U.S. Government Awards Huge Transportation Contract to Uber, Lyft
The General Services Administration (GSA), responsible for managing services for federal agencies, issued a five-year federal contract to Uber and Lyft. Confirmed by Veronica Juarez, Lyft’s vice president of social enterprise and government, on Monday, the deal estimated to be worth somewhere in the neighborhood of $810 million and allows the ride-hailing firms to offer public agencies a direct line to their transportation services.
While federal employees have always been able to utilize the services, the new arrangement makes them semi-compulsory for some of the millions of government employees involved. Meanwhile, Uber and Lyft can now work directly with officials to promote their services. With the recent passing of California’s Prop 22, which issued special legal protections to ride-hailing companies, the duo seemed to be experiencing a run of good fortune late in the year. That doesn’t guarantee that they’ll suddenly become profitable entities. But they could be with sufficient government support — which seems increasingly likely for reasons we’re about to dive into.
Speaking of politics, the contract decision came hot on the heels of the GSA’s decision to name Joe Biden is the apparent winner of the 2020 presidential election. Interestingly, Lyft hired a lobbyist to help it push through Prop 22 who previously worked as the director of legislative affairs for Biden when he was still vice president. Matt Olsen, the former general counsel of the National Security Agency (NSA) who went on to serve as Uber’s chief security officer, also has a spot on Biden’s transition team.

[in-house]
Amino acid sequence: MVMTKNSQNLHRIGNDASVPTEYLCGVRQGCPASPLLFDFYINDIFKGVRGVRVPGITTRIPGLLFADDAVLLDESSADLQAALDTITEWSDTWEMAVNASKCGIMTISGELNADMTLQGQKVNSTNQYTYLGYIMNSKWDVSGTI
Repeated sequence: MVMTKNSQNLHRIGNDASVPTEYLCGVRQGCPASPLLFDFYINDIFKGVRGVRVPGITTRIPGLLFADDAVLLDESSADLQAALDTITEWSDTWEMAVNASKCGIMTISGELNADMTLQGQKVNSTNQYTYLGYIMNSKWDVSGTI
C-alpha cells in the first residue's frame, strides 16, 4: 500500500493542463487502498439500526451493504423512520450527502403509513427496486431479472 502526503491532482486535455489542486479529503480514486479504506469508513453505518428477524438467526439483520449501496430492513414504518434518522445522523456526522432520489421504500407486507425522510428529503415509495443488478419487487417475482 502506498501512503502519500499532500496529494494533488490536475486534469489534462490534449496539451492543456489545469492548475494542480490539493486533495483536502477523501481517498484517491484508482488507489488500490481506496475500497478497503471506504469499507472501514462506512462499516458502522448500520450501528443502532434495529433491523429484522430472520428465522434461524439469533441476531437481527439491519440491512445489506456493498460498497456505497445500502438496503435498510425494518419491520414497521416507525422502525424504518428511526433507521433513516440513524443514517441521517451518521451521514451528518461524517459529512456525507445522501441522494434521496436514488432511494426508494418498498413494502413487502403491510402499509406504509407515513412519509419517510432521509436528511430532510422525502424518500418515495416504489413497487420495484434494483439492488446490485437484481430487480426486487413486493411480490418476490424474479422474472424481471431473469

Lyft’s Juarez said the awarded contract concluded almost four years of negotiations that weren’t being endorsed by the Trump administration. According to Reuters, she declined to state how much revenue her company expects to generate from the deal but noted that the U.S. government spends around $200 million on ground transport per year.
Lyft also hopes the government contract will open doors to further collaboration on public health and equity projects that require transportation.
The GSA did not immediately respond to a request for comment, but the agency in April announced the award to Uber and Lyft tentatively.
At the time, the agency said in a blog post that it had negotiated discounts with the companies of 2-4 percent compared with large commercial customers and that Uber and Lyft had agreed to waive some additional fees.
“The expansion of our customer base to include government is a natural next step for us, and we’re proud to help federal agencies tackle some of the biggest administrative challenges they face,” Ronnie Gurion, head of Uber for Business, said in a prepared statement.
[Image: Jonathan Weiss/Shutterstock]
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